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Live is a generic term for an operating system distribution that is executed upon boot, without installation on a hard drive. Typically, it is stored on bootable media such as a CD-ROM (Live CD), DVD (Live DVD), USB flash drive (Live USB), among others.

The term "live" derives from the fact that it does not reside on a hard drive. Rather, it is "brought to life" upon boot without having to be physically installed onto a hard drive.

A LiveDistro does not alter the current operating system or files unless the user specifically requests it. The system returns to its previous state when the LiveDistro is ejected and the computer is rebooted. It does this by placing the files that typically would be stored on a hard drive into temporary memory, such as a ram disk. In fact, a hard drive is not needed at all. However, this does cut down on the RAM available to applications, reducing performance somewhat. At least 256 MB of RAM is recommended, but some LiveDistros do fine with less.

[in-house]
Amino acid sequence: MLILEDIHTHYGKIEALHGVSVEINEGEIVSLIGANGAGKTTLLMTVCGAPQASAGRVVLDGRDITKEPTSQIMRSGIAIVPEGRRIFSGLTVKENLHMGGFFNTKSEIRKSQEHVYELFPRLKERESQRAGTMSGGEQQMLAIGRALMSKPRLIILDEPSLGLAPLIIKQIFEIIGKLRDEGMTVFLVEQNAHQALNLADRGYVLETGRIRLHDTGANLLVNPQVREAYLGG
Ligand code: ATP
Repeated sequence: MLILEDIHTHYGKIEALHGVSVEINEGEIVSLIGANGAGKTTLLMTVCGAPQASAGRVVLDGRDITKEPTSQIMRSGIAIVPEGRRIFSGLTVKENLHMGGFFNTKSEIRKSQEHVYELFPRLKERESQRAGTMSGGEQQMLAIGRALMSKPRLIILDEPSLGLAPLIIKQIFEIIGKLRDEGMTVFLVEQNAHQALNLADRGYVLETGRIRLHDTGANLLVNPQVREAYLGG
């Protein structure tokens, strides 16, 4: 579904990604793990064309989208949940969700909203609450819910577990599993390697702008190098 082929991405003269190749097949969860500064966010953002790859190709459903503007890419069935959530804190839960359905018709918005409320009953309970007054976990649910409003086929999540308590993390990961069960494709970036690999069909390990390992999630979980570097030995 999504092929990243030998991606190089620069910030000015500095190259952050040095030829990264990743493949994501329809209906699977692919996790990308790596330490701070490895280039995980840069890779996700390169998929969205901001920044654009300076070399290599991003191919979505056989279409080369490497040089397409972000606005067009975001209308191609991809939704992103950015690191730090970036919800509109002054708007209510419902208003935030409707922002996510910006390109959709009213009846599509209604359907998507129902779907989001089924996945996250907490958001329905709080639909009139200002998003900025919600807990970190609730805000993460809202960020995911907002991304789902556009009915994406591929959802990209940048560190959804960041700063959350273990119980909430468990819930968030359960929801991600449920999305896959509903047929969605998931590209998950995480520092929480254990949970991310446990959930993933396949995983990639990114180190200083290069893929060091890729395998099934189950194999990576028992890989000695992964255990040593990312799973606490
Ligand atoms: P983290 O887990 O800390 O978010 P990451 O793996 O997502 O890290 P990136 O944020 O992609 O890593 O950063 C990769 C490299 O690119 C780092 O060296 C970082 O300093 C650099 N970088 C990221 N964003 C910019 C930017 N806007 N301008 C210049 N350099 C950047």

It is often said LiveDistros are a good way to demo or preview an operating system without having to install it to a hard drive.

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